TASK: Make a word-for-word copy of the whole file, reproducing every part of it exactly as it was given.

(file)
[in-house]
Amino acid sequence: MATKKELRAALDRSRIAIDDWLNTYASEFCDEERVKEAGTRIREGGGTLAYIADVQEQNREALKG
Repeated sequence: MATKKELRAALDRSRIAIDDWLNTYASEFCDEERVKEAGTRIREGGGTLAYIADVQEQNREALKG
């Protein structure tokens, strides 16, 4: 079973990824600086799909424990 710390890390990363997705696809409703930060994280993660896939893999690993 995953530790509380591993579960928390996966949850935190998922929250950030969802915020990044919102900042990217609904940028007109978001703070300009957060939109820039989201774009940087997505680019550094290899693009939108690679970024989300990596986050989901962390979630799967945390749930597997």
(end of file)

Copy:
[in-house]
Amino acid sequence: MATKKELRAALDRSRIAIDDWLNTYASEFCDEERVKEAGTRIREGGGTLAYIADVQEQNREALKG
Repeated sequence: MATKKELRAALDRSRIAIDDWLNTYASEFCDEERVKEAGTRIREGGGTLAYIADVQEQNREALKG
């Protein structure tokens, strides 16, 4: 079973990824600086799909424990 710390890390990363997705696809409703930060994280993660896939893999690993 995953530790509380591993579960928390996966949850935190998922929250950030969802915020990044919102900042990217609904940028007109978001703070300009957060939109820039989201774009940087997505680019550094290899693009939108690679970024989300990596986050989901962390979630799967945390749930597997």